243480 Are US Adults Willing to Support Community Efforts to Go Smoke-Free?

Tuesday, November 1, 2011

Shane Davis, PhD , Office on Smoking and Health, Centers for Disease Control and Prevention, Atlanta, GA
Judy Kruger, PhD , Office on Smoking and Health, CDC, Atlanta, GA
Kat Asman, MPH , Statistics and Epidemiology Unit; Chronic & Infectious Disease Research Program, RTI International, Atlanta, GA
Stephen Babb, MPH , Office on Smoking and Health, Centers for Disease Control and Prevention, Atlanta, GA
Background: Comprehensive tobacco control programs call for eliminating exposure to second-hand smoke in public spaces by establishing smoke-free policies. Studies have noted the importance of tracking public attitudes as a measure of progress toward reaching this goal; however, little is known about what specific actions the public is willing to engage in to support their community going smoke-free.

Objective: This study describes actions US adults are willing to engage in to promote their community¢s efforts to go smoke-free.

Method: Data from ConsumerStyles 2010, a cross-sectional consumer mail panel survey of US adults aged ³18 years was used (n= 9,839). Respondents were asked to select from a list of multiple actions to support smoke-free efforts (i.e., write a letter, call city council, sign petition, share e-mail, speak at city council, would not support ban, would not get involved) to support smoke-free efforts.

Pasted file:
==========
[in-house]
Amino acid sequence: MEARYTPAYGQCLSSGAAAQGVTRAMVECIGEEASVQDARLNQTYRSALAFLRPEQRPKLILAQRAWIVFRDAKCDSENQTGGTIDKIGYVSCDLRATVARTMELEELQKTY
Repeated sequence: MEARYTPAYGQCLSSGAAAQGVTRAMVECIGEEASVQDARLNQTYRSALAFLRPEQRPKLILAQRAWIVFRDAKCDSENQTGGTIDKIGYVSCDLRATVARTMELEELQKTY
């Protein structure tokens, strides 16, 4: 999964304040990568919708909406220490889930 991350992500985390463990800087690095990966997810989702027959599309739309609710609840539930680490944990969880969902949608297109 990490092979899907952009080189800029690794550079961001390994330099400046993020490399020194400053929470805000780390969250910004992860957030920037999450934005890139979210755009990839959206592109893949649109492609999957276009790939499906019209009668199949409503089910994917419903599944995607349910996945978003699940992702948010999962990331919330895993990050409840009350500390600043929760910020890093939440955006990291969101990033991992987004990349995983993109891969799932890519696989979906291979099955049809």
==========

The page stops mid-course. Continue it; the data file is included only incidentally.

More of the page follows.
Results: Fifty-nine percent of adults were willing to engage in 1 or more community actions to support smoke-free policies. The most frequently reported activities in support of community efforts to go smoke-free were: signing petitions (55.2%), sharing emails (26.6%), and writing letters (14.6%). Compared to those not in favor of taking action, those in favor of supporting community actions were more likely to be woman (OR= 1.21; 95% CI = 1.07-1.37).

Conclusion: The majority of adults were amenable to promote smoke-free policies in their communities. These results may be useful for local tobacco control organizations to leverage community engagement in implementing smoke-free policies in their communities.

Learning Areas:
Advocacy for health and health education
Planning of health education strategies, interventions, and programs

Learning Objectives:
Identify the percentage of US adults who are in favor of supporting smoke-free policies.

Keywords: Tobacco Control, Tobacco Legislation

Presenting author's disclosure statement:

Qualified on the content I am responsible for because: I have worked for the Office on Smoking and Health at the Centers for Disease Control and Prevention as a Health Scientist for the past 3 1/2 years conducting research in a number of topic areas in the field of tobacco control
Any relevant financial relationships? No

I agree to comply with the American Public Health Association Conflict of Interest and Commercial Support Guidelines, and to disclose to the participants any off-label or experimental uses of a commercial product or service discussed in my presentation.